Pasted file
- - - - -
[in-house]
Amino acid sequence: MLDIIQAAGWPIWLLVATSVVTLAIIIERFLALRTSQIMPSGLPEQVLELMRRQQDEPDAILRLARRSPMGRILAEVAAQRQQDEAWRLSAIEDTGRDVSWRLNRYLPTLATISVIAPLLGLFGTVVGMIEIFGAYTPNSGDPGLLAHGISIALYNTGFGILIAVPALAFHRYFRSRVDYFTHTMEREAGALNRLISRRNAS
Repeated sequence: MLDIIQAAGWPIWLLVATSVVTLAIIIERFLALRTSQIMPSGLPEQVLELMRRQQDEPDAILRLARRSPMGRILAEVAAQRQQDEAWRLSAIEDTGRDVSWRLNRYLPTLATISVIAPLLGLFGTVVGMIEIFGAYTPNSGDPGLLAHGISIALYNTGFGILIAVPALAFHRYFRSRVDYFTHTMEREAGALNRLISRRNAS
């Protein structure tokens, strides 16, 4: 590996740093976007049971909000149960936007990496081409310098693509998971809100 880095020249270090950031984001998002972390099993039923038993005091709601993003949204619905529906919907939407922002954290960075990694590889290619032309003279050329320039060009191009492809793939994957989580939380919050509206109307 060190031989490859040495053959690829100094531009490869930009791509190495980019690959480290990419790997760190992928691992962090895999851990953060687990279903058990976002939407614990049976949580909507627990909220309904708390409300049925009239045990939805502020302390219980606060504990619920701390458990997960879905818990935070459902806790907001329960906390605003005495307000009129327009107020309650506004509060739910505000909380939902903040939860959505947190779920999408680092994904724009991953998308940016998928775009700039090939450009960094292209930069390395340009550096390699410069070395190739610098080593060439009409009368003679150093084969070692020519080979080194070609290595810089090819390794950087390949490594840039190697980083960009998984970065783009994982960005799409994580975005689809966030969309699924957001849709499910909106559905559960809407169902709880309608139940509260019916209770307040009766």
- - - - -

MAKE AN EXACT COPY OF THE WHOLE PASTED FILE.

[in-house]
Amino acid sequence: MLDIIQAAGWPIWLLVATSVVTLAIIIERFLALRTSQIMPSGLPEQVLELMRRQQDEPDAILRLARRSPMGRILAEVAAQRQQDEAWRLSAIEDTGRDVSWRLNRYLPTLATISVIAPLLGLFGTVVGMIEIFGAYTPNSGDPGLLAHGISIALYNTGFGILIAVPALAFHRYFRSRVDYFTHTMEREAGALNRLISRRNAS
Repeated sequence: MLDIIQAAGWPIWLLVATSVVTLAIIIERFLALRTSQIMPSGLPEQVLELMRRQQDEPDAILRLARRSPMGRILAEVAAQRQQDEAWRLSAIEDTGRDVSWRLNRYLPTLATISVIAPLLGLFGTVVGMIEIFGAYTPNSGDPGLLAHGISIALYNTGFGILIAVPALAFHRYFRSRVDYFTHTMEREAGALNRLISRRNAS
């Protein structure tokens, strides 16, 4: 590996740093976007049971909000149960936007990496081409310098693509998971809100 880095020249270090950031984001998002972390099993039923038993005091709601993003949204619905529906919907939407922002954290960075990694590889290619032309003279050329320039060009191009492809793939994957989580939380919050509206109307 060190031989490859040495053959690829100094531009490869930009791509190495980019690959480290990419790997760190992928691992962090895999851990953060687990279903058990976002939407614990049976949580909507627990909220309904708390409300049925009239045990939805502020302390219980606060504990619920701390458990997960879905818990935070459902806790907001329960906390605003005495307000009129327009107020309650506004509060739910505000909380939902903040939860959505947190779920999408680092994904724009991953998308940016998928775009700039090939450009960094292209930069390395340009550096390699410069070395190739610098080593060439009409009368003679150093084969070692020519080979080194070609290595810089090819390794950087390949490594840039190697980083960009998984970065783009994982960005799409994580975005689809966030969309699924957001849709499910909106559905559960809407169902709880309608139940509260019916209770307040009766």